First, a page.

Wednesday, February 1, 2012
Review: The Winter Palace by Eva Stachniak
Barbara Nikolayevna otherwise known as Varvara is orphaned and brought to Empress Elizabeth, her father knowing that his time might be short asked the Empress to take care of his daughter. The empress fulfills her promise to the book binder, and accepts Varvara into her court. Varvara’s initial experiences living among the help was arduous, and intimidating. It’s clear that she wasn’t born to be a seamstress, and worries about her future. Her life soon changes when she catches the eye of Count Bestuzhev, chancellor and spy master. She must master the skills of observing, listening, lock picking and spying. Varvara is to keep Empress Elizabeth happy, and report back her findings. Eventually she is given a prominent position in the court, and attends to Princess Sophie, the soon to be Catherine the Great. Varvara befriends a vulnerable Catherine and tries to encourage and protect her. When Catherine was left alone, Varvara was there. Through Varvara’s eyes we experience the tight reign of Empress Elizabeth and the rise of Catherine.
The Winter Palace is a great historical fiction novel, filled with great characters, rich history and original fictional plots. The story is told through the eyes of Varvara, and we learn about Empress Elizabeth’s paranoia, and strict rules. Varvara working as a spy is very entertaining. Catherine begins the novel as an innocent teenager, dreaming of her wedding. She soon finds herself in a loveless marriage and a doormat for the powerful Empress. Catherine must bare an heir, there will no tolerance for her if she does not. The Grand Duke Peter will not come to her bed, and Catherine doesn’t know what to do. Catherine learns to play the game, and she becomes selfish, manipulative, and spiteful. She remains generous and loyal to her friends. Catherine’s character is intense and captivating.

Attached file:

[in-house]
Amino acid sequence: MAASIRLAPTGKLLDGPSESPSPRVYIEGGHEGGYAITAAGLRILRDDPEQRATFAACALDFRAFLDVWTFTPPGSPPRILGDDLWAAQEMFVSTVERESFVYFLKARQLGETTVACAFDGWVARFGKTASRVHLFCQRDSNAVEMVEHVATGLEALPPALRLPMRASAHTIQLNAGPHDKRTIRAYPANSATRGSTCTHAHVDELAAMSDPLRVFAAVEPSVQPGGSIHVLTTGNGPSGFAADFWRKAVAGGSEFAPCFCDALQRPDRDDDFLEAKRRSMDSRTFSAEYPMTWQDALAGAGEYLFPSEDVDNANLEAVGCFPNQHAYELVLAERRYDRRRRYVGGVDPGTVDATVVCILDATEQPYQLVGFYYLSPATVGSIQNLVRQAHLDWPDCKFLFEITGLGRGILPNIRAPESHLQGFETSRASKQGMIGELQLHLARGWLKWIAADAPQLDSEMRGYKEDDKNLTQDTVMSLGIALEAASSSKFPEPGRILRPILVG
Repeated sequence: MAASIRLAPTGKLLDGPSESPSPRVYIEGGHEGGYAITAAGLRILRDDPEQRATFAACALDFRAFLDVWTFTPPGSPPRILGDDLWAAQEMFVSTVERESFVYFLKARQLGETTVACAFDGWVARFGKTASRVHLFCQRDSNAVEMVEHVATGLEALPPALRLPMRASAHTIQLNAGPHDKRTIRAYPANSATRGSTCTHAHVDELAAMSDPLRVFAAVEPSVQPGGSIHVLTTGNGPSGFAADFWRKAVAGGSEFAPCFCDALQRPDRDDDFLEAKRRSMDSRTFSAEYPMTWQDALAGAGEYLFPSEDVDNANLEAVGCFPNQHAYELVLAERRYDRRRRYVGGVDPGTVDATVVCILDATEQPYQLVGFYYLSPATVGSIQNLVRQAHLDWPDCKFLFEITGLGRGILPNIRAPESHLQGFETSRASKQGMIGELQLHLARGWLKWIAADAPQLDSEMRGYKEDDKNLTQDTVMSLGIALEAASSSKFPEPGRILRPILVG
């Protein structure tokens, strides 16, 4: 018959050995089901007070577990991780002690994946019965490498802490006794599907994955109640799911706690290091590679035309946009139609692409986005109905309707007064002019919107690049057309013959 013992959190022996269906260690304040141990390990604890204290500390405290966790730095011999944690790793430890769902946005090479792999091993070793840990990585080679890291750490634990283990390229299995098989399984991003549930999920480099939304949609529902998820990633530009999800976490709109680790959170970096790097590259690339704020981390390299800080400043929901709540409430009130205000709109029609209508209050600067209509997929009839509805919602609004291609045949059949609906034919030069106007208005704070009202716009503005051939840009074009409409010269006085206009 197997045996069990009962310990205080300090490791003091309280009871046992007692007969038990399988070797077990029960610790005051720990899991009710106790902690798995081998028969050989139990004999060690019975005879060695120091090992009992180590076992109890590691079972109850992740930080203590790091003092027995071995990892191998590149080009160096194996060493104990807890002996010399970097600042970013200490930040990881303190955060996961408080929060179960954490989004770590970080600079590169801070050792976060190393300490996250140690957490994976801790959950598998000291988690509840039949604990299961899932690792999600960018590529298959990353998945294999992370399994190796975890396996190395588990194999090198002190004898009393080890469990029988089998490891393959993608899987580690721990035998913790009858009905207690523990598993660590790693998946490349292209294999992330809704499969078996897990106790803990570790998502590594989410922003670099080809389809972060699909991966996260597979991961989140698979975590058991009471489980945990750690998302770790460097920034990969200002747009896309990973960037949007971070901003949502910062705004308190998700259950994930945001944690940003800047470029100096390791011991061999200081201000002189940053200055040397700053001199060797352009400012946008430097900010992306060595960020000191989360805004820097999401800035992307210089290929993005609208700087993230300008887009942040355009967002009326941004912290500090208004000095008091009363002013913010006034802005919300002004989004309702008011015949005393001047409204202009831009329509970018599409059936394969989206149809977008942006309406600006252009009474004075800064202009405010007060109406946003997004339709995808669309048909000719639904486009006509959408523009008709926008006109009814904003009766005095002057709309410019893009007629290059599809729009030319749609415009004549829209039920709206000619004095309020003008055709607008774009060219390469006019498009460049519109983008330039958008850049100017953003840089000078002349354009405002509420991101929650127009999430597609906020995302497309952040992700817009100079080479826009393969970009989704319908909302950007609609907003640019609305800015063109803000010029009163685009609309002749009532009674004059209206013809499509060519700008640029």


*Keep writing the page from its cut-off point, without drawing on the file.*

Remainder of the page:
Eva Stachniak writes beautifully, and I was gently swept away into the Russian Imperial Court. The characters and descriptions are written so vividly that readers will have no trouble visualizing the setting. It’s clear that Stachniak’s undertook extensive research to write this book. At times it did feel a little long-winded, but that is something that i’ve come to expect from historical fiction. I thought the story was full of rich details, and Vavara’s fictional character was a great addition to the story. Overall, The Winter Palace is a great historical fiction novel. I recommend this one for historical fiction lovers.